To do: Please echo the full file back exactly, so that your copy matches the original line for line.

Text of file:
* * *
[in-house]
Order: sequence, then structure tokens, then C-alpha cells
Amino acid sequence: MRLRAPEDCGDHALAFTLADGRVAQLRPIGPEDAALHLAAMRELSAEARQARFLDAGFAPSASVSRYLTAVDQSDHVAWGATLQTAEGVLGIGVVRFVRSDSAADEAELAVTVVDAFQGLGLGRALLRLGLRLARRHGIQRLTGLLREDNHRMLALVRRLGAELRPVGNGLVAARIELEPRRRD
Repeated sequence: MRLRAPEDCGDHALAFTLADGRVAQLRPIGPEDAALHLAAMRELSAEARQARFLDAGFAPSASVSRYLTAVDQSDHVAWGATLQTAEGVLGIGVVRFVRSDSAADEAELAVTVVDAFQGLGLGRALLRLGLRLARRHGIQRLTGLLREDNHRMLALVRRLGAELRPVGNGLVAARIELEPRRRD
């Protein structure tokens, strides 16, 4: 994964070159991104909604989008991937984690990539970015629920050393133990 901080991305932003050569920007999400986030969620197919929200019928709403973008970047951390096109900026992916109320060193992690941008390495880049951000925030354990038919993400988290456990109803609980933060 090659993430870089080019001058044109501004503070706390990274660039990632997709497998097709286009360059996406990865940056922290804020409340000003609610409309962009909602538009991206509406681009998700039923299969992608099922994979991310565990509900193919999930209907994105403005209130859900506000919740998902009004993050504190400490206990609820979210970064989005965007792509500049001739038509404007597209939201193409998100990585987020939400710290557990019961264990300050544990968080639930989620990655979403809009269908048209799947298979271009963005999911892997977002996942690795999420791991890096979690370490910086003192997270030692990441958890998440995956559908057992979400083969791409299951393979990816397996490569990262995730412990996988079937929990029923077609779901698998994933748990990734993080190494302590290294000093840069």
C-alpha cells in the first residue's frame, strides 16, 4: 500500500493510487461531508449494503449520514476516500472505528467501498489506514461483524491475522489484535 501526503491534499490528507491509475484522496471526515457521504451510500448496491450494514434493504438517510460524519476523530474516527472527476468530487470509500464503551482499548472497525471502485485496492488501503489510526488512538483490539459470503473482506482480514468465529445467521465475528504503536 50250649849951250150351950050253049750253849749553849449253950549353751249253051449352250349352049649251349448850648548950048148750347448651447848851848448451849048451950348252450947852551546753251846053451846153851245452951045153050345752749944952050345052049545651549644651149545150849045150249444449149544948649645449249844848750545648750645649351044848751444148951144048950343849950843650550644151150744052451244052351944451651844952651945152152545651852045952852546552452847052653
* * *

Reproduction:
[in-house]
Order: sequence, then structure tokens, then C-alpha cells
Amino acid sequence: MRLRAPEDCGDHALAFTLADGRVAQLRPIGPEDAALHLAAMRELSAEARQARFLDAGFAPSASVSRYLTAVDQSDHVAWGATLQTAEGVLGIGVVRFVRSDSAADEAELAVTVVDAFQGLGLGRALLRLGLRLARRHGIQRLTGLLREDNHRMLALVRRLGAELRPVGNGLVAARIELEPRRRD
Repeated sequence: MRLRAPEDCGDHALAFTLADGRVAQLRPIGPEDAALHLAAMRELSAEARQARFLDAGFAPSASVSRYLTAVDQSDHVAWGATLQTAEGVLGIGVVRFVRSDSAADEAELAVTVVDAFQGLGLGRALLRLGLRLARRHGIQRLTGLLREDNHRMLALVRRLGAELRPVGNGLVAARIELEPRRRD
């Protein structure tokens, strides 16, 4: 994964070159991104909604989008991937984690990539970015629920050393133990 901080991305932003050569920007999400986030969620197919929200019928709403973008970047951390096109900026992916109320060193992690941008390495880049951000925030354990038919993400988290456990109803609980933060 090659993430870089080019001058044109501004503070706390990274660039990632997709497998097709286009360059996406990865940056922290804020409340000003609610409309962009909602538009991206509406681009998700039923299969992608099922994979991310565990509900193919999930209907994105403005209130859900506000919740998902009004993050504190400490206990609820979210970064989005965007792509500049001739038509404007597209939201193409998100990585987020939400710290557990019961264990300050544990968080639930989620990655979403809009269908048209799947298979271009963005999911892997977002996942690795999420791991890096979690370490910086003192997270030692990441958890998440995956559908057992979400083969791409299951393979990816397996490569990262995730412990996988079937929990029923077609779901698998994933748990990734993080190494302590290294000093840069």
C-alpha cells in the first residue's frame, strides 16, 4: 500500500493510487461531508449494503449520514476516500472505528467501498489506514461483524491475522489484535 501526503491534499490528507491509475484522496471526515457521504451510500448496491450494514434493504438517510460524519476523530474516527472527476468530487470509500464503551482499548472497525471502485485496492488501503489510526488512538483490539459470503473482506482480514468465529445467521465475528504503536 50250649849951250150351950050253049750253849749553849449253950549353751249253051449352250349352049649251349448850648548950048148750347448651447848851848448451849048451950348252450947852551546753251846053451846153851245452951045153050345752749944952050345052049545651549644651149545150849045150249444449149544948649645449249844848750545648750645649351044848751444148951144048950343849950843650550644151150744052451244052351944451651844952651945152152545651852045952852546552452847052653